Gateway Theatre, Chester.

Gateway Theatre,

Hamilton Place,

Chester, CH1 2BH.



Owners:  Chester City Council.

Total seating capacity (stadium plan):  440.

Architect:  Martin Graden of Michael Lyell Associates.

Building cost:  £177,000.

Chairman of the theatre:  Alderman R.E. France-Hayhurst.

Theatre Director:  Julian Oldfield.

First stage director:  Douglas Austin.

Date Opened:  Friday 22nd November 1968.

First production:  ‘The Double Case History of Dr Valmy’ by Antonio Buero Vellejo.

First General Manager:  Michael Ladkin.

Last professional production (main auditorium):  ‘The Wizard of Oz’, 1st December 2006 to 13th January 2007.

Final production (main auditorium):  Tip Top’s production of ‘Hello Dolly’.

Date closed (main auditorium):  Saturday 31st March 2007.

Final performance (Studio Theatre):  ‘Three Little Pigs’, written for Tip Top by Phil Cross. 17th – 22nd February 2020.

Building closed:  Saturday 22nd February 2020.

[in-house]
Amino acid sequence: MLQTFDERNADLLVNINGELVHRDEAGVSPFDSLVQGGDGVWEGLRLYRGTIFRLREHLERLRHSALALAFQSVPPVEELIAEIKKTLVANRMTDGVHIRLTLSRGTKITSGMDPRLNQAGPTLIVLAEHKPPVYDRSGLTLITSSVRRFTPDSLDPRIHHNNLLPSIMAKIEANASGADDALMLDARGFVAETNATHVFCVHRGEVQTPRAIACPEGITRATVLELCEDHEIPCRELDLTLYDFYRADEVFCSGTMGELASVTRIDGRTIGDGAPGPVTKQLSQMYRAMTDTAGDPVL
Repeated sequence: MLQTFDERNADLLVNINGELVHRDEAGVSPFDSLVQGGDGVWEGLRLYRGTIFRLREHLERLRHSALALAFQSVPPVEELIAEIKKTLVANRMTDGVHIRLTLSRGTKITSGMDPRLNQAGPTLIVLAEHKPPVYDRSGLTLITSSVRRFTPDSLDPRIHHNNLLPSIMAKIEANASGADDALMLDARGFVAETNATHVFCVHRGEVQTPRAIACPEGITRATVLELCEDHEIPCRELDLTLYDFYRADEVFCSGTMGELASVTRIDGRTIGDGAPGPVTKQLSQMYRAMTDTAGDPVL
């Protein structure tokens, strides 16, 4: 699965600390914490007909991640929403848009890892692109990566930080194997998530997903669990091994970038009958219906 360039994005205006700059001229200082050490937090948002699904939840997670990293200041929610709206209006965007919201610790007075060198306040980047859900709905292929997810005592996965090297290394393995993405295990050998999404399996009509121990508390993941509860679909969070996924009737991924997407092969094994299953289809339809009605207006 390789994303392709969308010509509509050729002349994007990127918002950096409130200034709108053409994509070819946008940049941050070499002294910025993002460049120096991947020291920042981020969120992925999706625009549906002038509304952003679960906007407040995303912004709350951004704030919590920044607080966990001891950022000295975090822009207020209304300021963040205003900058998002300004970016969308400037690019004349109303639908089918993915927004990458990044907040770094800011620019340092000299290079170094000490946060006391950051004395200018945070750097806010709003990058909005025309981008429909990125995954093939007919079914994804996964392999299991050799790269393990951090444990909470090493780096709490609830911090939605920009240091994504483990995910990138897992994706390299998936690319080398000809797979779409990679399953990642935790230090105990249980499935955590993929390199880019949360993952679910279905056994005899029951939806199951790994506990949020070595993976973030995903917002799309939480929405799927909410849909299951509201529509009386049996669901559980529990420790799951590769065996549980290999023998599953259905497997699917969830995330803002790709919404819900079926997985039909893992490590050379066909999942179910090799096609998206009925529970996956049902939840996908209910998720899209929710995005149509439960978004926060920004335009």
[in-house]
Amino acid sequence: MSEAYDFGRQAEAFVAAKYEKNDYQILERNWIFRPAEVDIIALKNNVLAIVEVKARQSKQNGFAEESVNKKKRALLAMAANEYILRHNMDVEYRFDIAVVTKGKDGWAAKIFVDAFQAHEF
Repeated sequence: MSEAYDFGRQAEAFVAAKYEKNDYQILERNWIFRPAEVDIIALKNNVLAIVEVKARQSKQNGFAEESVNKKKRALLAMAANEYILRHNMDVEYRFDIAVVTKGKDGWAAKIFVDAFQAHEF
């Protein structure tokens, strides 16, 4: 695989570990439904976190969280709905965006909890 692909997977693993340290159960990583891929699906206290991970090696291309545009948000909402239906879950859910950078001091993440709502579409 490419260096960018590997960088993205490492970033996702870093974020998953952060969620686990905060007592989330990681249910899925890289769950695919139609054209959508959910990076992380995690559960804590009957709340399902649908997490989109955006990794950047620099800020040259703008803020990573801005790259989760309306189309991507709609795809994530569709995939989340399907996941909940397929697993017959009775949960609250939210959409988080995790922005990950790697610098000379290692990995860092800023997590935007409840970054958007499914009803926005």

Building extant: Demolition pending.



The Gateway Theatre was a small producing and receiving theatre in the city of Chester.

The Chester Gateway Theatre opened on 22 November 1968. Plans for the Gateway started in 1961, when developers of the Forum, a shopping centre, proposed a 200 seat lecture theatre. The building was designed by Martin Graden of Michael Lyell Associates and work on the theatre began in March 1967. It cost around £177,000 to build and ended up seating 440.

At that time the theatre director Julian Oldfield was appointed. He trained at the Old Vic theatre school and before joining the Gateway was the first director of the Civic owned Crewe Theatre. The first production at the Chester theatre was ‘The Double Case History of Dr Valmy’ by Antonio Buero Vellejo. This was its premiere, having been banned in Spain. Many plays required the actors to smoke and cigarettes were provided by Chester’s Grosvenor hotel.

Michael Ladkin was taken on as the general manager. He was a former actor, who had worked with Oldfield at Crewe. Chairman of the theatre was Alderman R.E. France-Hayhurst and the stage director in 1968 was Douglas Austin.

A young Matthew Kelly spent two years working at the theatre as stage manager before being allowed to tread the boards as an actor by Oldfield. Kelly would later become a household name thanks to TV shows ‘Game for a Laugh’ and ‘Stars in their Eyes’. Other famous names who appeared early in their careers include, Rodney Bewes, Patricia Hodge, James Bolam and David Suchet, who would become a patron of the Gateway Theatre Club, a fundraising club for friends of the theatre.